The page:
Profanity on primetime TV increased 69% from 2005 to 2010. And that’s just the major networks, never mind cable. I would have to assume that, by 2018, they’ve given up counting.

So it’s not just my advancing age or sensitivity.  We really are living in an Age of Profanity.

I asked the resident millennial in our office how her generation views cussing, and she confirmed what I assumed: it’s socially acceptable to them, no problem.

Some commentators actually applaud the breakdown of speech taboos.  They say swearing helps mitigate pain, bond individuals together, and teach children to be unashamed of their bodies. I beg to differ, and will show you why.

Used to be, there were some words that were not uttered in public, certainly not on the radio, TV, or newspaper, and not in social situations where you might not know everyone well.  Since you had no idea who might be offended by harsh speech, you just didn’t take the chance. To do so would be an offense against charity, in Catholic-speak.  In Anyone-speak, it would be boorish to knowingly offend others.


So why do we use such words?  If they weren’t offensive at some level, they’d lose their effectiveness. Cuss words have to shock in some way: religious, lavatorial or sexual. The swearing that offends against the beautiful name of God, has mostly lost its power in the secular age when so many people do not consider God at all.  Not much shock quotient left in bathroom terms either.  But the sexual ones still have some concussive power.

In a way, that’s hopeful.  It means that sex still has some power to touch us at a deep level.  But based on how often I hear that particular word most aptly described as a “bomb,” sex may be losing its power, too.

What reasons do we have for not cursing, an effort that is sometimes quite taxing? Why bother to teach our kids not to curse?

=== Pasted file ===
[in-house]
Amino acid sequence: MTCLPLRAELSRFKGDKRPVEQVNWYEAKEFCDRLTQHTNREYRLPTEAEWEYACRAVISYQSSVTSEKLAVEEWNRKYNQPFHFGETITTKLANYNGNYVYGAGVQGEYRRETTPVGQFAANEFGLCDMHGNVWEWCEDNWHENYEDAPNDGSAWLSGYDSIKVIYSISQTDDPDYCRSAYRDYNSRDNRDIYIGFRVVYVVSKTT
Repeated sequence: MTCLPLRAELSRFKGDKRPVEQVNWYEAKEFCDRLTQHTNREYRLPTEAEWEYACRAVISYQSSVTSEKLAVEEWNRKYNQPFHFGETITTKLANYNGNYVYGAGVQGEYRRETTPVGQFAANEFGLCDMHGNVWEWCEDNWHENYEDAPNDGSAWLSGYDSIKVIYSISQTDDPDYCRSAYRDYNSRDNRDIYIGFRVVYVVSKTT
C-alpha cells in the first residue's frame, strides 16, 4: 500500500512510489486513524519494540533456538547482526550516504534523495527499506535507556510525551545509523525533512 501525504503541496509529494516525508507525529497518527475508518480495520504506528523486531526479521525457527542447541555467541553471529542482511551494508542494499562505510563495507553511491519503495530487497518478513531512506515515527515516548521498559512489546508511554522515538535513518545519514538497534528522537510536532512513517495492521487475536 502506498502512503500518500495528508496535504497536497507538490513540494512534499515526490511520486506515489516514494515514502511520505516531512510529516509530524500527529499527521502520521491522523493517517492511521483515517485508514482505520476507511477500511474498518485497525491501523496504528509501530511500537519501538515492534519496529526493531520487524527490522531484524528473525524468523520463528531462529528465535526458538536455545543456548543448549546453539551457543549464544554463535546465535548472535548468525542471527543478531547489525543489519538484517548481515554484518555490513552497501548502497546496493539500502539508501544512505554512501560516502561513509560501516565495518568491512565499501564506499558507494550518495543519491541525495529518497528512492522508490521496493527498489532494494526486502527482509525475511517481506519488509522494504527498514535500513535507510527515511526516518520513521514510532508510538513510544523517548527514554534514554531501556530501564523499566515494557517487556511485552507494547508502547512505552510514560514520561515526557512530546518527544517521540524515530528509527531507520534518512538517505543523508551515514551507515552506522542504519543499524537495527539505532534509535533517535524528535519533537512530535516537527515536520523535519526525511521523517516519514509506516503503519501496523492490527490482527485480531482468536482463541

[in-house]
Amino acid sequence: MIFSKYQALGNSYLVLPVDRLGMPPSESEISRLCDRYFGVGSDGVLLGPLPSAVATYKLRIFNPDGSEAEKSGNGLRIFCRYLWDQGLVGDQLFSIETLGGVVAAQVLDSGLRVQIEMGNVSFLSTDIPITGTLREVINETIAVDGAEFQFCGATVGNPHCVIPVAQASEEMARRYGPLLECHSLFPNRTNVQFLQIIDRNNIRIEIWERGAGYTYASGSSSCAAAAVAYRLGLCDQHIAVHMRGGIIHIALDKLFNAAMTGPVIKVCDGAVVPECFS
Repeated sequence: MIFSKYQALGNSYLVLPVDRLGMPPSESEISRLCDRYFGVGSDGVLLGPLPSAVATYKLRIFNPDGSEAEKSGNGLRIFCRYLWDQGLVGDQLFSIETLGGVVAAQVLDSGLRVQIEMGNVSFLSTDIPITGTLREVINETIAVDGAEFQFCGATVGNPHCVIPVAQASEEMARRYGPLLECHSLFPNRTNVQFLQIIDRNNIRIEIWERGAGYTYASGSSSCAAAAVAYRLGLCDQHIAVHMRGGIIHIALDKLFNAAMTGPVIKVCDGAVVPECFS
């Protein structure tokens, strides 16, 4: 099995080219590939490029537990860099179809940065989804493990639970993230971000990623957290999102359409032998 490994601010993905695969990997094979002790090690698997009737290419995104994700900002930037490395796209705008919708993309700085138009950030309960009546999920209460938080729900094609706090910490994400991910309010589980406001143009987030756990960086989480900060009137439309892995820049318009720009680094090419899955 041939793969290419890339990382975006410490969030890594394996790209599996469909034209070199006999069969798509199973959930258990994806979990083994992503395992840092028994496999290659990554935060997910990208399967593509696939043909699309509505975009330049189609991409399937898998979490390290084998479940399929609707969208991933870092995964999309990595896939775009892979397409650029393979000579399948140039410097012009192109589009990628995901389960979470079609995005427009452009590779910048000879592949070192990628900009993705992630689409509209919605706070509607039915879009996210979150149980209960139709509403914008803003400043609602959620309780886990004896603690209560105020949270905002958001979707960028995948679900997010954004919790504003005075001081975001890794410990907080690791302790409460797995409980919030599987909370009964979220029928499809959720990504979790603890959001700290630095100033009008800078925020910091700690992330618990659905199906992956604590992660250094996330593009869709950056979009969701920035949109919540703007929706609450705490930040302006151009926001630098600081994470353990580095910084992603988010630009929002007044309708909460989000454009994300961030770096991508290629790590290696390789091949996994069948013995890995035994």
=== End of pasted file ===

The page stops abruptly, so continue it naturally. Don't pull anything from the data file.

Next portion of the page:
Here are some good, practical reasons to refrain:

  • In a study of middle school children, exposure to profanity was correlated to aggressive behavior and relationship style, which in turn is related to bullying.
  • Children interpret cursing as a substitute for, or warning of, physical aggression toward themselves, whether the adult is cursing at them or simply in front of them.
  • People who swear frequently also score high in traits like dominance, hostility and aggression.
  • Hearing taboo words activates the ancient part of the brain associated with negative emotion, the amygdala, and may cause unwanted, emotionally-charged or negative thoughts… just by hearing.
  • Cursing sets off the body’s flight-or-fight response, also called “acute stress response” which increases the release of adrenal hormones, like cortisol. This is an actual physical state of un-health, or dis-ease.
  • A study of patients with breast cancer found that they received less care when they swore, even if they weren’t swearing directly at their care providers. It seems that people are unconsciously repelled by swearing, even though it seems to be socially acceptable.

To recap:

  • Swearing scares children.
  • It heightens aggression.
  • It can harm your physical health.
  • It repels other people at an unconscious level.
  • You get a less than full-hearted response from other people.